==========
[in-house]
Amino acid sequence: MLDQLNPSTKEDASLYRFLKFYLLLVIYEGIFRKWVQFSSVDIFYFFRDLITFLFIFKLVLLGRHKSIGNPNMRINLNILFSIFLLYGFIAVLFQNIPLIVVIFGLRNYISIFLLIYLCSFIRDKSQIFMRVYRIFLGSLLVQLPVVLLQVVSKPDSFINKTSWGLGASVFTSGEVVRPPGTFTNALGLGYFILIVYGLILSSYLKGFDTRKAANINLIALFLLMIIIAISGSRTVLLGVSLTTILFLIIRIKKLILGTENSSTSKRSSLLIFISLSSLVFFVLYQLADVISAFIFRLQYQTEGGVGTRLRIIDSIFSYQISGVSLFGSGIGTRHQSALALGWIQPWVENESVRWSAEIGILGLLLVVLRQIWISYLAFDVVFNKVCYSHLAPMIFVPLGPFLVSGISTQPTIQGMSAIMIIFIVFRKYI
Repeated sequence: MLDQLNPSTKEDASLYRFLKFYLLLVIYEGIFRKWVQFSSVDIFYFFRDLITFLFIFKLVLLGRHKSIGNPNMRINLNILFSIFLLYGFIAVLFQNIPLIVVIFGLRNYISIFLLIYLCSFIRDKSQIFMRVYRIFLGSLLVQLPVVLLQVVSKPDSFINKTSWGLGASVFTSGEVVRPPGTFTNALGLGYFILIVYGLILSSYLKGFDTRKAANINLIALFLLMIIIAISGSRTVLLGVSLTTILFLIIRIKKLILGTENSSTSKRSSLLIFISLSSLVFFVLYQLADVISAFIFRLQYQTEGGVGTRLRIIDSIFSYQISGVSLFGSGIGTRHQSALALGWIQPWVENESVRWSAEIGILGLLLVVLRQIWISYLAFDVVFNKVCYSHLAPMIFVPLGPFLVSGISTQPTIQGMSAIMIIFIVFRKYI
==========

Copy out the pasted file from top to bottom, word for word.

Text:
[in-house]
Amino acid sequence: MLDQLNPSTKEDASLYRFLKFYLLLVIYEGIFRKWVQFSSVDIFYFFRDLITFLFIFKLVLLGRHKSIGNPNMRINLNILFSIFLLYGFIAVLFQNIPLIVVIFGLRNYISIFLLIYLCSFIRDKSQIFMRVYRIFLGSLLVQLPVVLLQVVSKPDSFINKTSWGLGASVFTSGEVVRPPGTFTNALGLGYFILIVYGLILSSYLKGFDTRKAANINLIALFLLMIIIAISGSRTVLLGVSLTTILFLIIRIKKLILGTENSSTSKRSSLLIFISLSSLVFFVLYQLADVISAFIFRLQYQTEGGVGTRLRIIDSIFSYQISGVSLFGSGIGTRHQSALALGWIQPWVENESVRWSAEIGILGLLLVVLRQIWISYLAFDVVFNKVCYSHLAPMIFVPLGPFLVSGISTQPTIQGMSAIMIIFIVFRKYI
Repeated sequence: MLDQLNPSTKEDASLYRFLKFYLLLVIYEGIFRKWVQFSSVDIFYFFRDLITFLFIFKLVLLGRHKSIGNPNMRINLNILFSIFLLYGFIAVLFQNIPLIVVIFGLRNYISIFLLIYLCSFIRDKSQIFMRVYRIFLGSLLVQLPVVLLQVVSKPDSFINKTSWGLGASVFTSGEVVRPPGTFTNALGLGYFILIVYGLILSSYLKGFDTRKAANINLIALFLLMIIIAISGSRTVLLGVSLTTILFLIIRIKKLILGTENSSTSKRSSLLIFISLSSLVFFVLYQLADVISAFIFRLQYQTEGGVGTRLRIIDSIFSYQISGVSLFGSGIGTRHQSALALGWIQPWVENESVRWSAEIGILGLLLVVLRQIWISYLAFDVVFNKVCYSHLAPMIFVPLGPFLVSGISTQPTIQGMSAIMIIFIVFRKYI